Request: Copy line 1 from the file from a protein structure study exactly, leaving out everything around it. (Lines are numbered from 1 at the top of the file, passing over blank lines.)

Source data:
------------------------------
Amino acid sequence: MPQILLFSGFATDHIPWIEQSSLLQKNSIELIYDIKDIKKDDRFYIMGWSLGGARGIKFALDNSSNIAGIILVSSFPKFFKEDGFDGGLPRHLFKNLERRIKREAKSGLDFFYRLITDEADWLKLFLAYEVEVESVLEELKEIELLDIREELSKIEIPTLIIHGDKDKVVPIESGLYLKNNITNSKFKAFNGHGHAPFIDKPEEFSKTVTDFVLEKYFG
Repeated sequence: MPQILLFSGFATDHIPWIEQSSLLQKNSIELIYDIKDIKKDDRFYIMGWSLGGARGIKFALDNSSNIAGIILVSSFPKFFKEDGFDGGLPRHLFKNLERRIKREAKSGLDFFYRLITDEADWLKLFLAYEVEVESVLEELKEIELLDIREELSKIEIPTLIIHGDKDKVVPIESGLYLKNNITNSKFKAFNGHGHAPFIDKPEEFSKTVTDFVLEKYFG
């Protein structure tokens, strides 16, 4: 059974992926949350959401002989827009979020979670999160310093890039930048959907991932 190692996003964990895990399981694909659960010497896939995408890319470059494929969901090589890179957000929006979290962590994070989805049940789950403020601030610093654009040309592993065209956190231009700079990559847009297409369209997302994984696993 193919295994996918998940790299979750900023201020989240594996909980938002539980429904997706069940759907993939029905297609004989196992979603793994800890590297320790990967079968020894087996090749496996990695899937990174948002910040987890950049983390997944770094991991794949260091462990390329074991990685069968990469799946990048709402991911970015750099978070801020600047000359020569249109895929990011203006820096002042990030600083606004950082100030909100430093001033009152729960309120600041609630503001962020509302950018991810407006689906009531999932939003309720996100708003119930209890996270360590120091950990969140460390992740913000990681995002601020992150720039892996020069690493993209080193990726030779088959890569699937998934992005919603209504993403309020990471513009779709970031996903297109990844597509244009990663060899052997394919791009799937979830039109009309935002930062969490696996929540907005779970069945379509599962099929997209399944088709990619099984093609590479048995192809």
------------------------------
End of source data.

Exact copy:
Amino acid sequence: MPQILLFSGFATDHIPWIEQSSLLQKNSIELIYDIKDIKKDDRFYIMGWSLGGARGIKFALDNSSNIAGIILVSSFPKFFKEDGFDGGLPRHLFKNLERRIKREAKSGLDFFYRLITDEADWLKLFLAYEVEVESVLEELKEIELLDIREELSKIEIPTLIIHGDKDKVVPIESGLYLKNNITNSKFKAFNGHGHAPFIDKPEEFSKTVTDFVLEKYFG